04/17/2015, 00.00
INDONESIA - SAUDI ARABIA
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Saudi Arabia another Indonesian beheaded. "Shock and grief" in Jakarta

by Mathias Hariyadi
It is the second case in less than a week. Karni binti Medi Tarsim had been sentenced to death for killing the four year old son of her employer. Indonesian authorities once again notified after the fact. Activists and human rights groups appeal to President Jokowi, for the protection of migrant workers.

Jakarta (AsiaNews) – There has been another beheading in Saudi Arabia, the second in less than a week at the expense of a migrant worker of Indonesian origin; a few days after the death of Siti Zaenab, it was the turn of Karni binti Medi Tarsim who was executed yesterday morning in a Saudi prison.

Once again the Saudi authorities notified the Indonesian government after the fact. Human rights activists and organizations working with migrants are launching an appeal to President Joko "Jokowi" Widodo, to take immediate action to protect the health and rights of Indonesian workers abroad, especially those who are on row death.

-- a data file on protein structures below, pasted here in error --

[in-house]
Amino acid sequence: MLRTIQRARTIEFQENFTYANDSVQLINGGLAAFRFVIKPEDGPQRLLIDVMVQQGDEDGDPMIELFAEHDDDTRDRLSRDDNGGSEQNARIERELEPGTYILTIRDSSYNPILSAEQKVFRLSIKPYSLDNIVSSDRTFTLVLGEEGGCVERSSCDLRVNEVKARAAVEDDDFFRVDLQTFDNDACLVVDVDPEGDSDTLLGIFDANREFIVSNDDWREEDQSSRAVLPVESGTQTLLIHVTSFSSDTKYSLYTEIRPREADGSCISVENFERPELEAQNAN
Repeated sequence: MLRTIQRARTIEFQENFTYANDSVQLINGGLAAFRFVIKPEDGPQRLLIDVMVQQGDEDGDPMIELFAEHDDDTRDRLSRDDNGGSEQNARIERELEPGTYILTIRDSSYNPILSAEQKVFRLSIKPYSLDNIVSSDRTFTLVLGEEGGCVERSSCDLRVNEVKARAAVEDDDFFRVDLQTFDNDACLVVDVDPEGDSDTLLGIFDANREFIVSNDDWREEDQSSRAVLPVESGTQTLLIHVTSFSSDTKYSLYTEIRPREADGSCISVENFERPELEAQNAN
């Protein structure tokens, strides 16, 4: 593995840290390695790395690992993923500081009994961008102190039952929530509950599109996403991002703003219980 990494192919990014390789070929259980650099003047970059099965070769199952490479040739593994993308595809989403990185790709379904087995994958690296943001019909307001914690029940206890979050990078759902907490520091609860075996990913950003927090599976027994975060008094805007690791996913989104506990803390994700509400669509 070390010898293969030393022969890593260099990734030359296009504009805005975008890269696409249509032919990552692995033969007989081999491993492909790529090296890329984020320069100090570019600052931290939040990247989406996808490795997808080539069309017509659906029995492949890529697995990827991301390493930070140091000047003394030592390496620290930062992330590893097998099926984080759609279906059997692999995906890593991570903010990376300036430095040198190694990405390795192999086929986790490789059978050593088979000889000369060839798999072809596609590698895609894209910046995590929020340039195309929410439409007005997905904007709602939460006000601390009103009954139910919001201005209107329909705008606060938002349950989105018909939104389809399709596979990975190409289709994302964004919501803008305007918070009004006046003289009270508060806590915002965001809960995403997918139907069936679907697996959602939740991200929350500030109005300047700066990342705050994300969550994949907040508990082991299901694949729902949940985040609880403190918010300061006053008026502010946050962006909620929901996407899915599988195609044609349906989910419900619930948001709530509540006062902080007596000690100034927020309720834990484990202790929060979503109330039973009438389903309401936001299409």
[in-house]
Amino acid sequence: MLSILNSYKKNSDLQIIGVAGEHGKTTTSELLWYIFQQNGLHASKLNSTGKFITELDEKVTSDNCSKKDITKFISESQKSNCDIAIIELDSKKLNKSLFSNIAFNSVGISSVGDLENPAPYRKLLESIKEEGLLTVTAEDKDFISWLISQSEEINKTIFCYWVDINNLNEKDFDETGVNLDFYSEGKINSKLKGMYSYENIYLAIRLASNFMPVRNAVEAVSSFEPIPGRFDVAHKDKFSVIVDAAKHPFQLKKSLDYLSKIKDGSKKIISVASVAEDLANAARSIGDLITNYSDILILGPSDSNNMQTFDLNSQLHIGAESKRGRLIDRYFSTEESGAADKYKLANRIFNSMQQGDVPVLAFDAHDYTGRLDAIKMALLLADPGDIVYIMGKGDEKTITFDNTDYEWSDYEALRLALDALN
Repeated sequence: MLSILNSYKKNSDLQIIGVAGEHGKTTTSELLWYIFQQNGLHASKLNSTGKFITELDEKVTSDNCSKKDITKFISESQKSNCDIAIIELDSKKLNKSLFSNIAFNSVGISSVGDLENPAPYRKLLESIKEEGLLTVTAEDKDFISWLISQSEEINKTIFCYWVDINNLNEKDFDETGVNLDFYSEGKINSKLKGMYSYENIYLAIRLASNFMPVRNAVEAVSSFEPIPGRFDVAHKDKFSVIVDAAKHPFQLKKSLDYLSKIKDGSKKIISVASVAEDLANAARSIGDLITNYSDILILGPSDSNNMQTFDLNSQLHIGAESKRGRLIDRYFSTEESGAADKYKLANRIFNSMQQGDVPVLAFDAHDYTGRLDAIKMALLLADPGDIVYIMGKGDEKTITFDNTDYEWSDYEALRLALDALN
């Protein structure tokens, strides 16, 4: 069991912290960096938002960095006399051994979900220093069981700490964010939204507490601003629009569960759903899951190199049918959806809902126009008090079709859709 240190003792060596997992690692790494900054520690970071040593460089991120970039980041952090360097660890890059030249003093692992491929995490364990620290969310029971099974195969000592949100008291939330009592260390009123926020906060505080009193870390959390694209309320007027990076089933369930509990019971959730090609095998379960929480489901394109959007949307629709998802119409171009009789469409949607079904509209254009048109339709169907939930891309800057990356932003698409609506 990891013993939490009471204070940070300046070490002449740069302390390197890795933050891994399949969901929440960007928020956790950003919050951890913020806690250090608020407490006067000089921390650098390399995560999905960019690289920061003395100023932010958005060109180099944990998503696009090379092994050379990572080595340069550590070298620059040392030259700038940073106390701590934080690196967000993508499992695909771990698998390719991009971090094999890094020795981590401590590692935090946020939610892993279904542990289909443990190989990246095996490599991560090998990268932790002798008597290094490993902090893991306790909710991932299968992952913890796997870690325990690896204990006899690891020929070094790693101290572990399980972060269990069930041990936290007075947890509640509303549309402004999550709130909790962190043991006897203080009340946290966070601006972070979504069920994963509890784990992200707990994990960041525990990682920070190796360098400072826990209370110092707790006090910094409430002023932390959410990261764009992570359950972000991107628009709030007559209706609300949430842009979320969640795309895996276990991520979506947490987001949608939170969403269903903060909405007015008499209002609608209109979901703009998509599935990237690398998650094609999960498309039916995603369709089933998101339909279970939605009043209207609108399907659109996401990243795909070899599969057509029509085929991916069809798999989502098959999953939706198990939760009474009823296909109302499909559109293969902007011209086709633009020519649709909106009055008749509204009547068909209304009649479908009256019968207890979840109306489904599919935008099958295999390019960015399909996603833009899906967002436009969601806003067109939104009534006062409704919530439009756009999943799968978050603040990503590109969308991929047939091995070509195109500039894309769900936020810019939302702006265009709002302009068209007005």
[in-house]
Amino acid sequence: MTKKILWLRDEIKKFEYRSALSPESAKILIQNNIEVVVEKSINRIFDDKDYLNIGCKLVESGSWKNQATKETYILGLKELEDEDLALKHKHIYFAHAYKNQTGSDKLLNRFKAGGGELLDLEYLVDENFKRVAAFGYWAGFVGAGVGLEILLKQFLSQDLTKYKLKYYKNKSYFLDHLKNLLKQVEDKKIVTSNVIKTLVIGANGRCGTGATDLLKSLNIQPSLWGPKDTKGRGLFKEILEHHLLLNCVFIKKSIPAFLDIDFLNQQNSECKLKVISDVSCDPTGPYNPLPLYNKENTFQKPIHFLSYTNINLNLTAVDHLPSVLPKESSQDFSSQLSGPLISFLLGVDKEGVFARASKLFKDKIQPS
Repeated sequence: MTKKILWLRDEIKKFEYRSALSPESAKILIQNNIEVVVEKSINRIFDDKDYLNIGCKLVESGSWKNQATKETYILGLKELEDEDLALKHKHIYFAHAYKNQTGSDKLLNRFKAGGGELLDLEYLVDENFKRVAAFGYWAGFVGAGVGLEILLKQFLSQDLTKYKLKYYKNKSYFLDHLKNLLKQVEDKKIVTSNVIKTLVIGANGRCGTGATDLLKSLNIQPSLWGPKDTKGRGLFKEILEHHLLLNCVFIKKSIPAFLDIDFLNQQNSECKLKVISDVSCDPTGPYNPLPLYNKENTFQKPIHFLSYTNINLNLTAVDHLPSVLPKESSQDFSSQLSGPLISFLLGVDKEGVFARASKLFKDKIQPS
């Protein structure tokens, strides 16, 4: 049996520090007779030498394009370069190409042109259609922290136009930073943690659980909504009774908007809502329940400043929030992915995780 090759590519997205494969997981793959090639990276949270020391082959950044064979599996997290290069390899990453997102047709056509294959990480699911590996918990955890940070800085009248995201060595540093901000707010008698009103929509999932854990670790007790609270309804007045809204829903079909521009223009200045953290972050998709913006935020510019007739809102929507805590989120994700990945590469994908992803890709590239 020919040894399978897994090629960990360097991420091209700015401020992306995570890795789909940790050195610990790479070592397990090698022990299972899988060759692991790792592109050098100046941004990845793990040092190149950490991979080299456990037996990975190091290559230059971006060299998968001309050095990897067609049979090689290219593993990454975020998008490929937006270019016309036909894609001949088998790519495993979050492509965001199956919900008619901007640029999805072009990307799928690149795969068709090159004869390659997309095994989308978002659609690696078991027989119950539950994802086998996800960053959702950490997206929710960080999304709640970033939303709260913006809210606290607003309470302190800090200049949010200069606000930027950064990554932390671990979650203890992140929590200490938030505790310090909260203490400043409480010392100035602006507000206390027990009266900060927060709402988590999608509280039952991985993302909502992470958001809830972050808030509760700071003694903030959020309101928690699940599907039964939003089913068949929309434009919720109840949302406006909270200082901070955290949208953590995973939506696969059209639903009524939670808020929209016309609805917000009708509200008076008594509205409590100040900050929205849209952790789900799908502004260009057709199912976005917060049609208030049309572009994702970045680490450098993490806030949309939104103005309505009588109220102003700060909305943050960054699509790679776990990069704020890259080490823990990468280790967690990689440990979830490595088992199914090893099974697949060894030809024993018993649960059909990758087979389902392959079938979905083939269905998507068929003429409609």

The news of the death of Karni binti Medi Tarsim, originally from Brebes, in central Java, has caused deep shock and grief across the country. Civil society is in revolt and calling for justice and rights for its citizens abroad, from government and President Jokowi. Anis Hidayah, executive director of the Center for the care of migrants, says the news is "painful" and “hurts us, because Indonesian people. The Saudi government is really brutal, for having executed two migrant workers one after another. "

Karni binti Medi Tarsim was beheaded yesterday morning; in 2013 a Saudi court had sentenced her to death, charging her with the murder of her employers four year old son.

The story of 40-year old Satinah Binti Djumadhad a different ending.  She was also on death row in Saudi Arabia on charges of murdering his employer in 2007 - in response to mistreatment - and stealing about 10 thousand dollars. The intervention in this case by the then President Yudhoyono and timely payment of a sum of money - a sort of "bribe" called Blood Money - had saved the woman's life.

In Saudi Arabia, there are at least 1.2 million Indonesians, 70% of whom are employed as servants or domestic workers. Among these, there are 36 people sentenced to death and awaiting execution. There is a strict version of Sharia law in vigor in Saudi Arabia, which punishes several crimes including rape, murder, apostasy, armed robbery and drug trafficking with death.

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